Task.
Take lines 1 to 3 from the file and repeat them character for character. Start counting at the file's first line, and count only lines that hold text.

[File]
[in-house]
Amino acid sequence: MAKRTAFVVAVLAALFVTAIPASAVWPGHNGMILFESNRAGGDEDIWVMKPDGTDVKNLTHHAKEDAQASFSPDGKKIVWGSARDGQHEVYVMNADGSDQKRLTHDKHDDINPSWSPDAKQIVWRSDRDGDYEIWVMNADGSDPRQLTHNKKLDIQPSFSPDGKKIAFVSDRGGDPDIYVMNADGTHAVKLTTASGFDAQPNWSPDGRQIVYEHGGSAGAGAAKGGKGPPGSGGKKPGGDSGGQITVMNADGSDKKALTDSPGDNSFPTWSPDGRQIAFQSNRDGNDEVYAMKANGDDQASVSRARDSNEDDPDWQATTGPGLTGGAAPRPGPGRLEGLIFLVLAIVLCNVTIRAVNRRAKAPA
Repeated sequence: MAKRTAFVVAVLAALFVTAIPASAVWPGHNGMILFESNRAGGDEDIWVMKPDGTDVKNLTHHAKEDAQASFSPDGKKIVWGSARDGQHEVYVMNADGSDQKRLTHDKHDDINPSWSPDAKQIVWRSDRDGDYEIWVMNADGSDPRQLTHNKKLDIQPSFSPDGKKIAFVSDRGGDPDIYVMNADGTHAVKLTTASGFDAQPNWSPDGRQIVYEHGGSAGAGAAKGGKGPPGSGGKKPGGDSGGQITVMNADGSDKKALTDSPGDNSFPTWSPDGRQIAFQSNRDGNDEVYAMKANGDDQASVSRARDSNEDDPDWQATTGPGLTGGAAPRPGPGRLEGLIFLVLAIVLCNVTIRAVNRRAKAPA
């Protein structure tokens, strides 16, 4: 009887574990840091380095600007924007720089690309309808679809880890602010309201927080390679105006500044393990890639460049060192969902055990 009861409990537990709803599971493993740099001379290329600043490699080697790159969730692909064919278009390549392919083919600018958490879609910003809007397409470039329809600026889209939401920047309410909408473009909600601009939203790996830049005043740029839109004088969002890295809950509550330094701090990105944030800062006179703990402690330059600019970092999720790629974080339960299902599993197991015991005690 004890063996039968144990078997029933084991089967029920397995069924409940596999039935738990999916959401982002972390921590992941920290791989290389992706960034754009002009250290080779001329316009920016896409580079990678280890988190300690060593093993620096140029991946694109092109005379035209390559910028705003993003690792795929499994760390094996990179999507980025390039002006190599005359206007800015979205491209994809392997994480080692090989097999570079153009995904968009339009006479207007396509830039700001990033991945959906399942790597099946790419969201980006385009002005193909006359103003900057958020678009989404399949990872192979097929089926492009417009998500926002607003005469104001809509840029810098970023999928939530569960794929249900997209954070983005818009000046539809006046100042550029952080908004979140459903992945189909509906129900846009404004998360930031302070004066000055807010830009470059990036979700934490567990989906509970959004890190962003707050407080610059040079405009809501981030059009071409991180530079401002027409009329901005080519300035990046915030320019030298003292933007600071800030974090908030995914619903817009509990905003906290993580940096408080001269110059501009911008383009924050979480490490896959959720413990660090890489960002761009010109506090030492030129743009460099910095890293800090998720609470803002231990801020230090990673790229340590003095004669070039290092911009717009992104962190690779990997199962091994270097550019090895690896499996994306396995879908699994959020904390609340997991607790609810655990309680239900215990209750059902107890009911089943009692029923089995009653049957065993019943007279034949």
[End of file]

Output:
[in-house]
Amino acid sequence: MAKRTAFVVAVLAALFVTAIPASAVWPGHNGMILFESNRAGGDEDIWVMKPDGTDVKNLTHHAKEDAQASFSPDGKKIVWGSARDGQHEVYVMNADGSDQKRLTHDKHDDINPSWSPDAKQIVWRSDRDGDYEIWVMNADGSDPRQLTHNKKLDIQPSFSPDGKKIAFVSDRGGDPDIYVMNADGTHAVKLTTASGFDAQPNWSPDGRQIVYEHGGSAGAGAAKGGKGPPGSGGKKPGGDSGGQITVMNADGSDKKALTDSPGDNSFPTWSPDGRQIAFQSNRDGNDEVYAMKANGDDQASVSRARDSNEDDPDWQATTGPGLTGGAAPRPGPGRLEGLIFLVLAIVLCNVTIRAVNRRAKAPA
Repeated sequence: MAKRTAFVVAVLAALFVTAIPASAVWPGHNGMILFESNRAGGDEDIWVMKPDGTDVKNLTHHAKEDAQASFSPDGKKIVWGSARDGQHEVYVMNADGSDQKRLTHDKHDDINPSWSPDAKQIVWRSDRDGDYEIWVMNADGSDPRQLTHNKKLDIQPSFSPDGKKIAFVSDRGGDPDIYVMNADGTHAVKLTTASGFDAQPNWSPDGRQIVYEHGGSAGAGAAKGGKGPPGSGGKKPGGDSGGQITVMNADGSDKKALTDSPGDNSFPTWSPDGRQIAFQSNRDGNDEVYAMKANGDDQASVSRARDSNEDDPDWQATTGPGLTGGAAPRPGPGRLEGLIFLVLAIVLCNVTIRAVNRRAKAPA